A great way to find keywords for your profile is to use the Google Keyword Planner. But why am I teaching you how to research the most popular keyword phrases on Google? If a search term is popular on Google, it’s usually popular on Yahoo!, Bing, and LinkedIn because people tend to use the same thought process when using search engines. Second, LinkedIn profile information—including keyword phrases—frequently appears on Google search results, often near the top. That means if you use keyword phrases that are popular on Google in your LinkedIn profile, there's a good chance your profile will appear on the first page of Google searches for that keyword phrase. This is because Google considers LinkedIn to be a reputable authority site so profile information from LinkedIn can rank higher than other website content that isn’t as highly regarded by Google. It’s another case of “who you know,” not “what you know.”
While the Google Keyword Planner is meant for pay-per-click advertising research, it’s also a vital tool when performing keyword research for search engine optimization. The Google Keyword Planner provides a ballpark estimate of the number of searches for specific words or key phrases, which is valuable information. Knowing which keywords or keyword phrases are most popular can give you a huge advantage over your competition.
Let’s review the results you'll get when you use the Google Keyword Planner. The first column will list your target search terms. The next column, Avg. monthly searches, will tell you approximately how many times the keyword phrase was searched based on the date range and targeting settings you’ve selected. The Competition column will tell you how competitive your keyword phrases are (high, medium, or low).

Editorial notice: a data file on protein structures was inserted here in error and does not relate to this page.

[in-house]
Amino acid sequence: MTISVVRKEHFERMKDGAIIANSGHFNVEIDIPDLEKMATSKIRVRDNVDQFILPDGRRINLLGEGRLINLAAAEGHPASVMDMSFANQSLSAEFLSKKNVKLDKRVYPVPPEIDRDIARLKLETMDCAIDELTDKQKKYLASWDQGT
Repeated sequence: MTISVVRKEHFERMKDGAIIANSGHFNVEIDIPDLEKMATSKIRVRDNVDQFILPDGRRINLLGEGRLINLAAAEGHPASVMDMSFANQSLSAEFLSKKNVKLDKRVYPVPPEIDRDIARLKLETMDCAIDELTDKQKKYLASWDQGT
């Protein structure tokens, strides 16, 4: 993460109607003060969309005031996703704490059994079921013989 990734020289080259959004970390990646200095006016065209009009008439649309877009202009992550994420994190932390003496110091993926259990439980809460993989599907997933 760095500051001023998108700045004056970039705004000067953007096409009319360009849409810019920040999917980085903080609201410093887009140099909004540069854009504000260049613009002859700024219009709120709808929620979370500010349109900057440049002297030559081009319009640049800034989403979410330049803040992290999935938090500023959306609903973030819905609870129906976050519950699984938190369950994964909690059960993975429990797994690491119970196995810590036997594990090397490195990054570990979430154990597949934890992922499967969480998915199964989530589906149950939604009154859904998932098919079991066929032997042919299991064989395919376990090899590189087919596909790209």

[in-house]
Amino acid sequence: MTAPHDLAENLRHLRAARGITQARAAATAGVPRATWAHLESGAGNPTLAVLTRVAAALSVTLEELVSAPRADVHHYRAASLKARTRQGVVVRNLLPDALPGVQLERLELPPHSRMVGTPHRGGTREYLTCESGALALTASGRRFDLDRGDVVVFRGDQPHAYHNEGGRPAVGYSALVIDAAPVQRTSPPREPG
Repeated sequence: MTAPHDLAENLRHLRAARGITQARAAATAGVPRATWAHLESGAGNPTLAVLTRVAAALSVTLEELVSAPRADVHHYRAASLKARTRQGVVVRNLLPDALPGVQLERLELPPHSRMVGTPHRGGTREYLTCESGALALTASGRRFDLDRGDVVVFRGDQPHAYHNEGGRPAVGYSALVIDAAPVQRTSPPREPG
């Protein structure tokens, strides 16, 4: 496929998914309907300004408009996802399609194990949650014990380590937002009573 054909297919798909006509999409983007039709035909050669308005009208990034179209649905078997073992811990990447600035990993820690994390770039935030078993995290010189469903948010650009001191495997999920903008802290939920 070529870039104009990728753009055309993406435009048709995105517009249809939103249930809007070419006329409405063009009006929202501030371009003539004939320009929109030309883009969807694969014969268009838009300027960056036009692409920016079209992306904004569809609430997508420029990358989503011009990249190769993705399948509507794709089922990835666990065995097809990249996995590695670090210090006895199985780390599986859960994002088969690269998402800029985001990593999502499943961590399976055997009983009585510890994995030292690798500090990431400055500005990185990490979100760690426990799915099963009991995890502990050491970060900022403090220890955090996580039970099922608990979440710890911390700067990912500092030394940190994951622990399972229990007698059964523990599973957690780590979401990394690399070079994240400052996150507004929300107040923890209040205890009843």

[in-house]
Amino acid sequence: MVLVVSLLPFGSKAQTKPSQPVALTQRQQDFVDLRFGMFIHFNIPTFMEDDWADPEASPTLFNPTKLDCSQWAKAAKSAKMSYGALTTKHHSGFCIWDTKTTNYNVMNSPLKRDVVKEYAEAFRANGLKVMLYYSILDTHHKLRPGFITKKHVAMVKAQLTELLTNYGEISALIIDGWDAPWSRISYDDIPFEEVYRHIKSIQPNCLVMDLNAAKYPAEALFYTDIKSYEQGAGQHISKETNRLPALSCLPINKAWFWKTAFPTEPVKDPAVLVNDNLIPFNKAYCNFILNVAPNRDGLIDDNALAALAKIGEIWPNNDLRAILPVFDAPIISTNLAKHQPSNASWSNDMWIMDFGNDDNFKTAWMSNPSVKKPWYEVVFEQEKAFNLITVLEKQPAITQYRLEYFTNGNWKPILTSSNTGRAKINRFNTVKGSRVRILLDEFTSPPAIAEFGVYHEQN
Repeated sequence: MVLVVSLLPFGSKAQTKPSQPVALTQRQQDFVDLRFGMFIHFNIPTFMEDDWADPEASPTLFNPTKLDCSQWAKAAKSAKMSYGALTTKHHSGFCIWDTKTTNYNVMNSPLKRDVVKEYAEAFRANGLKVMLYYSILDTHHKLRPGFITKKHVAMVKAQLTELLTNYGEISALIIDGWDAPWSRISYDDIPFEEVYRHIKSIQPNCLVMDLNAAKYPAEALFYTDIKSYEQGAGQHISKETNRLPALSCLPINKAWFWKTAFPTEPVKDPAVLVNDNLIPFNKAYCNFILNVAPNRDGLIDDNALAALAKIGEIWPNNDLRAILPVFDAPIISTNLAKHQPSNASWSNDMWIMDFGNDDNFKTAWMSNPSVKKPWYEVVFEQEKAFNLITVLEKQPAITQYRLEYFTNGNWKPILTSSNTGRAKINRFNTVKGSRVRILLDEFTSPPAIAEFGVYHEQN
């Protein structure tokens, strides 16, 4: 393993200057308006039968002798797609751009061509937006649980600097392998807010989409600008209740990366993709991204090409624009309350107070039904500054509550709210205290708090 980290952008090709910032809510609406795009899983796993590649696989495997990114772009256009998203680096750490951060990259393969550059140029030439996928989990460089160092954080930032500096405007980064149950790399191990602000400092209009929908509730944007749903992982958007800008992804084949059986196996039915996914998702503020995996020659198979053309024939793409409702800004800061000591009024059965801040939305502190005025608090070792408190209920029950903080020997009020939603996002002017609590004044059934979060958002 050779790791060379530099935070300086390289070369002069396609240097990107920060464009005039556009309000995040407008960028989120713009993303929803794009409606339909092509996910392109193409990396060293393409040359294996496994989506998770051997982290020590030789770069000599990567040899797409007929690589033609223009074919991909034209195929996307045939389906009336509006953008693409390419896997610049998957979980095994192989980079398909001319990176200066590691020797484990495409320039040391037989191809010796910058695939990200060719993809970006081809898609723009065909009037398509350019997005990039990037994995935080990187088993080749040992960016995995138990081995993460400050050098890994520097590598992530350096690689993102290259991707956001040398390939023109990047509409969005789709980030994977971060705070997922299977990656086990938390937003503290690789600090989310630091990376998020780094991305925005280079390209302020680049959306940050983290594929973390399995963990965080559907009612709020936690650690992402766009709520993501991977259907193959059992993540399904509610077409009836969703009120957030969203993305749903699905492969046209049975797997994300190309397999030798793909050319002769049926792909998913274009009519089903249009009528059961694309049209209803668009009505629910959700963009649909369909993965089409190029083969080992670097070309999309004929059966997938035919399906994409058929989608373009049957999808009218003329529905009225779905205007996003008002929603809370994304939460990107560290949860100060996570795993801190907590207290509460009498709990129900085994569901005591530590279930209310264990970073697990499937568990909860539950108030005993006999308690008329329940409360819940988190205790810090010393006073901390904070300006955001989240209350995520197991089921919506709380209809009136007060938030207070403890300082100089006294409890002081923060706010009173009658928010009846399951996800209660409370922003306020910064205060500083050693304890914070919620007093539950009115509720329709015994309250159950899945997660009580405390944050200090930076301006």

Now let me tell you about a little trick that will give you more accurate results from the Google Keyword Planner. By default, Google gives you the number of searches based on an exact match type, and it will display broadly related keyword ideas. When you change the keyword filter option to “Only show ideas closely related to my search terms,” you will see more accurate keyword recommendations. These results will be much more accurate than the broadly related match results.
You should try to find keyword phrases that have a fair number of monthly searches, especially local searches, if you're a local business or service provider. The more searches per month, the higher the competition. Your best keyword phrases are medium competition with a fair amount of monthly searches, so you have a good chance of appearing near the top of the Google search results.
You can add the highly competitive keywords from Google as Skills in your LinkedIn profile, so they appear in LinkedIn searches. It’s much easier to rank well in LinkedIn right now because very few people know how to optimize their LinkedIn profile.
Use your target keyword phrases frequently when you fill out your LinkedIn profile, but don’t overdo it. You don't want to be caught "gaming the LinkedIn search algorithm."